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Molecular cancer therapeutics

BRAF Inhibition Decreases Cellular Glucose Uptake in Melanoma in Association with Reduction in Cell Volume.


PMID 25948295

Abstract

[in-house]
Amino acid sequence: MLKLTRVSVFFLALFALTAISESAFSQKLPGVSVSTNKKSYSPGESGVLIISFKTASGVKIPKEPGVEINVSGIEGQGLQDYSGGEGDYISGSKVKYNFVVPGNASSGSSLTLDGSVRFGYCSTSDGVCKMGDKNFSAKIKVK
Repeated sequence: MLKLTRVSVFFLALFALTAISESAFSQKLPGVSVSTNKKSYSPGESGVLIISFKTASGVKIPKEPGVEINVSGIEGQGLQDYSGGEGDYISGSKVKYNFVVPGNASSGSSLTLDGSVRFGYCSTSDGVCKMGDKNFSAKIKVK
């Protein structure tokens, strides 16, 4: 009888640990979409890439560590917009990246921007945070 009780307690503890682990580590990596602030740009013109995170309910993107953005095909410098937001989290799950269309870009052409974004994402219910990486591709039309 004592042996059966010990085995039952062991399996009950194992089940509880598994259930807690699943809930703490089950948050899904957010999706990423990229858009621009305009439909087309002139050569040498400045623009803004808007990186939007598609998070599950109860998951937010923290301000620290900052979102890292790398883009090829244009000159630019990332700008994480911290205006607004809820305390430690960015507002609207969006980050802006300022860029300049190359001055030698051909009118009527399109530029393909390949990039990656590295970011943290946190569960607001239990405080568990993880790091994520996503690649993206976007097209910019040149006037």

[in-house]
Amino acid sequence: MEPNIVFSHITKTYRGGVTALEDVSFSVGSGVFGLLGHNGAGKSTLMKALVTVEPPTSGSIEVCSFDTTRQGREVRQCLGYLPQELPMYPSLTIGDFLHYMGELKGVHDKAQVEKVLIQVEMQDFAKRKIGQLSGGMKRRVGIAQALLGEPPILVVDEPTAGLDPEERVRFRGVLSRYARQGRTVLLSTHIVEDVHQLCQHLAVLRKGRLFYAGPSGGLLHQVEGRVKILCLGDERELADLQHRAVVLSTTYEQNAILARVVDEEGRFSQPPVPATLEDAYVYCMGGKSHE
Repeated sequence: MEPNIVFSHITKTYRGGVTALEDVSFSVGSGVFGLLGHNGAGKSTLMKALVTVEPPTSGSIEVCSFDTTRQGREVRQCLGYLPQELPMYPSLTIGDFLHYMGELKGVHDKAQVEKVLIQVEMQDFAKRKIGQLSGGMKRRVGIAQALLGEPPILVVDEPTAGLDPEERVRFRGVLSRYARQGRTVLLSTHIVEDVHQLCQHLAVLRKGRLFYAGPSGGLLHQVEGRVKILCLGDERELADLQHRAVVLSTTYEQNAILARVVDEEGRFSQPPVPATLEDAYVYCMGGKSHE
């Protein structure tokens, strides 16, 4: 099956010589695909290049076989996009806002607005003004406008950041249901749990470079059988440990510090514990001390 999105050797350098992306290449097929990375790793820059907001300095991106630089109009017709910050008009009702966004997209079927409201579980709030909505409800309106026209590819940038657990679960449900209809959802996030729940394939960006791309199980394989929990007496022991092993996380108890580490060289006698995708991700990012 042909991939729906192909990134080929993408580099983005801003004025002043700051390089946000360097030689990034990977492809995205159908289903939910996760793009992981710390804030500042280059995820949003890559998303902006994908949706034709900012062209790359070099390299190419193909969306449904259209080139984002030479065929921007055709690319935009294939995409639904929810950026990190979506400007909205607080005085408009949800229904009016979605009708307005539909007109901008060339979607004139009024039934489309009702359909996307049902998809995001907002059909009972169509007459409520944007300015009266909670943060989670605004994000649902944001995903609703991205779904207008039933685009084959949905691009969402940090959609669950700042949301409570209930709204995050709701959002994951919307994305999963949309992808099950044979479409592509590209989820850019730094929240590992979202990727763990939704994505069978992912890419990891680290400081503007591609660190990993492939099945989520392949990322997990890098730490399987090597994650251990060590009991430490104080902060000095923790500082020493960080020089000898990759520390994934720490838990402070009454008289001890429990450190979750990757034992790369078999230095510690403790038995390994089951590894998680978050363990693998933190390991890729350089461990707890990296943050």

BRAF kinase inhibitors have dramatically affected treatment of BRAF(V600E) (/) (K)-driven metastatic melanoma. Early responses assessed using [(18)F]fluorodeoxyglucose uptake-positron emission tomography (FDG-PET) have shown dramatic reduction of radiotracer signal within 2 weeks of treatment. Despite high response rates, relapse occurs in nearly all cases, frequently at sites of treated metastatic disease. It remains unclear whether initial loss of (18)FDG uptake is due to tumor cell death or other reasons. Here, we provide evidence of melanoma cell volume reduction in a patient cohort treated with BRAF inhibitors. We present data demonstrating that BRAF inhibition reduces melanoma glucose uptake per cell, but that this change is no longer significant following normalization for cell volume changes. We also demonstrate that volume normalization greatly reduces differences in transmembrane glucose transport and hexokinase-mediated phosphorylation. Mechanistic studies suggest that this loss of cell volume is due in large part to decreases in new protein translation as a consequence of vemurafenib treatment. Ultimately, our findings suggest that cell volume regulation constitutes an important physiologic parameter that may significantly contribute to radiographic changes observed in clinic.

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